Archive for the ‘Gardening’ Category

10 Ways to Help Migratory Birds

December 2, 2013

From the National Wildlife Federation

ImageFrom the American Bird Conservancy: top 10 things you can do in your home or yard to help declining migratory birds

The American Bird Conservancy (ABC) often gets asked how people can help birds during this time of year. Toward that end, ABC has identified the top ten things people can do to aid or protect migratory birds in their homes and yards.

1.  Keep your cat indoors—this is best for your cat as well as the birds, as indoor cats live an average of three to seven times longer. Even well fed cats kill birds, and bells on cats don’t effectively warn birds of cat strikes. For more information, go to http://www.abcbirds.org/cats.

2.  Prevent birds from hitting your windows by using a variety of treatments to the glass on your home—check out ABC’s tips at http://www.abcbirds.org/abcprograms/policy/collisions/glass.html

3.  Eliminate pesticides from your yard—even those pesticides that are not directly toxic to birds can pollute waterways and reduce insects that birds rely on for food.

4.  Create backyard habitat—if you have a larger yard, create a diverse landscape by planting native grasses, flowers, and shrubs that attract native birds. You will be rewarded by their beauty and song, and will have fewer insect pests as a result.

5.  Donate old birdwatching equipment such as binoculars or spotting scopes to local birdwatching groups—they can get them to schools or biologists in other countries who may not have the resources they need.

6.  Reduce your carbon footprint—use a hand-pushed or electric lawnmower, carpool, use low energy bulbs and Energy Star appliances. Contact your energy supplier and ask them about purchasing your energy from renewable sources.

7.  Buy organic food and drink shade-grown coffee—increasing the market for produce grown without the use of pesticides, which can be toxic to birds and other animals, will reduce the use of these hazardous chemicals in the U.S. and overseas. Shade coffee plantations maintain large trees that provide essential habitat for wintering songbirds.

8.  Keep feeders and bird baths clean to avoid disease and prevent mosquitoes from breeding.

9.  Support bird friendly legislation both locally and in the U.S. Congress.

10.  Join a bird conservation group—learn more about birds and support important conservation work.

According to ABC, birds need our help now more than ever.  In addition to the ongoing threat of loss of habitat that is becoming magnified by global warming, millions of birds are directly killed due to a number of different human-related causes.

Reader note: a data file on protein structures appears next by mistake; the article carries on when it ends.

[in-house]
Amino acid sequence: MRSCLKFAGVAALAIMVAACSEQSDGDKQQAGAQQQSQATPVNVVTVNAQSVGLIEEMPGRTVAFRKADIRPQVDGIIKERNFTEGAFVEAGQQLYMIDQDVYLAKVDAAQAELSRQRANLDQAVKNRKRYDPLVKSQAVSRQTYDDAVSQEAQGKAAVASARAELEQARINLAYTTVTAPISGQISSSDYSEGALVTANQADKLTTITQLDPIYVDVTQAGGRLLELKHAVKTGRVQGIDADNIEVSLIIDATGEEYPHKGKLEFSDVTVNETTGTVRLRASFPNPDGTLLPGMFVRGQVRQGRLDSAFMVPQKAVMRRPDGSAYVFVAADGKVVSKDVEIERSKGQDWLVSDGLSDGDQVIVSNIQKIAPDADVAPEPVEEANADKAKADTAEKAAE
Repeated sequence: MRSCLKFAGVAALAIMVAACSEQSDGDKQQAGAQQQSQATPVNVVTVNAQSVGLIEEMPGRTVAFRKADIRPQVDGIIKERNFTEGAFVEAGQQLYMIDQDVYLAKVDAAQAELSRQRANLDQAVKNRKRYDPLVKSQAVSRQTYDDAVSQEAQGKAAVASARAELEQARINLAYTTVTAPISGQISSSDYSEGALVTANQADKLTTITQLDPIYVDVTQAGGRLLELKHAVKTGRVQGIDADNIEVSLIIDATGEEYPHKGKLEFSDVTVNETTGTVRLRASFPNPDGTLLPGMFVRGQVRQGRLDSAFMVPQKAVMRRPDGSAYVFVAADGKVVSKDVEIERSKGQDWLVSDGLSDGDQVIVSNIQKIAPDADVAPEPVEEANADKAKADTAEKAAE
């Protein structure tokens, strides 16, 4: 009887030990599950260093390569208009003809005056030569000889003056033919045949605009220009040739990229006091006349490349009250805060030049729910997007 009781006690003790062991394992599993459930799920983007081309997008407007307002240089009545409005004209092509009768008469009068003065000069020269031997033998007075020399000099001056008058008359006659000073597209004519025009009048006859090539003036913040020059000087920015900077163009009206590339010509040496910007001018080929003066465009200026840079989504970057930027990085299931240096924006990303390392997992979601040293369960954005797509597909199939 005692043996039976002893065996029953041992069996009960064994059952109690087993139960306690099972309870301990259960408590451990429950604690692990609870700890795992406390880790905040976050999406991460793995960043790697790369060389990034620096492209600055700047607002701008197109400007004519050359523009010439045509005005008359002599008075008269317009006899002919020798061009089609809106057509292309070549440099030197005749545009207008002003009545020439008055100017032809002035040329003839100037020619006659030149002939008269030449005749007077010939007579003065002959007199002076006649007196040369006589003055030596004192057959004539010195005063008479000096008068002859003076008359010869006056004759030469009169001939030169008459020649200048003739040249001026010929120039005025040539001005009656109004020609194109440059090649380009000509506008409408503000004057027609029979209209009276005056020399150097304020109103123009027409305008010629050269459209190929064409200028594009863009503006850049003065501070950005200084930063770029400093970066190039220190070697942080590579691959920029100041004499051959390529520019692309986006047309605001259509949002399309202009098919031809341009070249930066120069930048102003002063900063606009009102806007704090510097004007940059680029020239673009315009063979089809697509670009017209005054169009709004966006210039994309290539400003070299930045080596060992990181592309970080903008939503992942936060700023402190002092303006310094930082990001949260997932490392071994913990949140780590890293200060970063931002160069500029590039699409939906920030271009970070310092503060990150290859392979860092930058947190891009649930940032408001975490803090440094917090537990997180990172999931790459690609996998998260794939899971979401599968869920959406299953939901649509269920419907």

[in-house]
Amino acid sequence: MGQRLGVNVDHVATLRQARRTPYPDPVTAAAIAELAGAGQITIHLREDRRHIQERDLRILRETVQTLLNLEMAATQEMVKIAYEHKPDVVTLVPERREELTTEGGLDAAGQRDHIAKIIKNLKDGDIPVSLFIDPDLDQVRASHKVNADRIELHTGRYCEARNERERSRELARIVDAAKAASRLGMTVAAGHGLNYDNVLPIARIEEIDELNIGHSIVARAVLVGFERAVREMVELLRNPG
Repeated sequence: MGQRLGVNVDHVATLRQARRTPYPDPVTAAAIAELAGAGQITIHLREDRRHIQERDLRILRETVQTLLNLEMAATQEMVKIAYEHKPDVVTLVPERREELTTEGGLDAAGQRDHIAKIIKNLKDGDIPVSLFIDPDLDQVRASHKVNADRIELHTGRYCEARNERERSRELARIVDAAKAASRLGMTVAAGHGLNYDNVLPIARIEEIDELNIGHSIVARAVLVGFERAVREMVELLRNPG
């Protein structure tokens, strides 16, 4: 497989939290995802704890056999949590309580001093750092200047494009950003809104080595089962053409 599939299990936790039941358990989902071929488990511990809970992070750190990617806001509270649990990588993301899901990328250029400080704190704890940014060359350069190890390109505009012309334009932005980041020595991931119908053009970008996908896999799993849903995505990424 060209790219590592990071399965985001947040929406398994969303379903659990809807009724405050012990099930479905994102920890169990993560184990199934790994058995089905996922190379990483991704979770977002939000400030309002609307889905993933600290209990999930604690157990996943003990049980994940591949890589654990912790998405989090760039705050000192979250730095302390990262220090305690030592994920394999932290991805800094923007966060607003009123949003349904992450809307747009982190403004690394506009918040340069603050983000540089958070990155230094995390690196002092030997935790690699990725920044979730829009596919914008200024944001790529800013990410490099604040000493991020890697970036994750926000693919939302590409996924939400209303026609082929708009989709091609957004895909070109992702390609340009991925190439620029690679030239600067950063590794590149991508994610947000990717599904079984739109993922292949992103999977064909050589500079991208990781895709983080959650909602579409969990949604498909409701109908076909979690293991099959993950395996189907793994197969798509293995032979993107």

Scientists estimate that 300 million to 1 billion birds die each year from collisions with buildings. Up to 50 million die from encounters with communication towers.  At least 11 million die from car strikes.  Another 1 million may die each day from attacks by cats left outdoors.

Some of these deaths occur year-round but many occur during the peak spring and fall migrations. Some studies suggest that perhaps as many as half of all migrating birds do not make it back to spring and summer grounds, succumbing to various threats on either end of the journey.

“Protecting and helping birds is not only the right thing to do, it is also good for the economy and the future of our environment. Birds are invaluable as controllers of insect pests and as pollinators of crops, and also generate tremendous economic revenues through the pastimes of bird feeding and birdwatching,” says ABC President George Fenwick.

A recent federal government study reports that over 20 percent of the U.S. population – 48 million people – participates in birdwatching.  Of that total, about 42 percent (20 million people) actually travel to see birds. Birders spend about $36 billion annually in pursuit of their pastime.  The top five birdwatching states by percentage of total population are: Montana (40%); Maine (39%); Vermont (38%); Minnesota (33%); and Iowa (33%).

Photo of Scarlet Tanager by Brian Tang

PERMALINK: National Wildlife Federation

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Bird Photo Booth: Take pics as birds feast on seeds

December 2, 2013

From Gadget.com

Image

Homeowners love the sound of birds chirping during the day. Some of them attract these winged creatures onto their front yards by putting up bird feeders. As much as you want to observe these birds up close, you know they just fly away if you get too near.

Let Bird Photo Booth solve that problem and even save those moments forever. It is a bird feeder with a slot inside where you put your old iPhone or GoPro camera. The camera is connected to a device inside the house via Bluetooth or WiFi, enabling you to snap photos of feeding birds yourself without disturbing them.

This weather-resistant contraption is made of sustainably harvested white oak hardwood and comes with a macro lens and circular polarizing lens that zooms in the birds automatically while providing finer details. It also has a lens cap protector, stainless steel perch and bowl for the seeds, and foam inserts for both iPhone and GoPro.

The iPhone foam insert also works with 4th and 5th-gen iPod Touch, while the GoPro protective foam insert fits all models, including the new GoPro Hero 3 editions. Android device owners will have to wait a bit, as usual.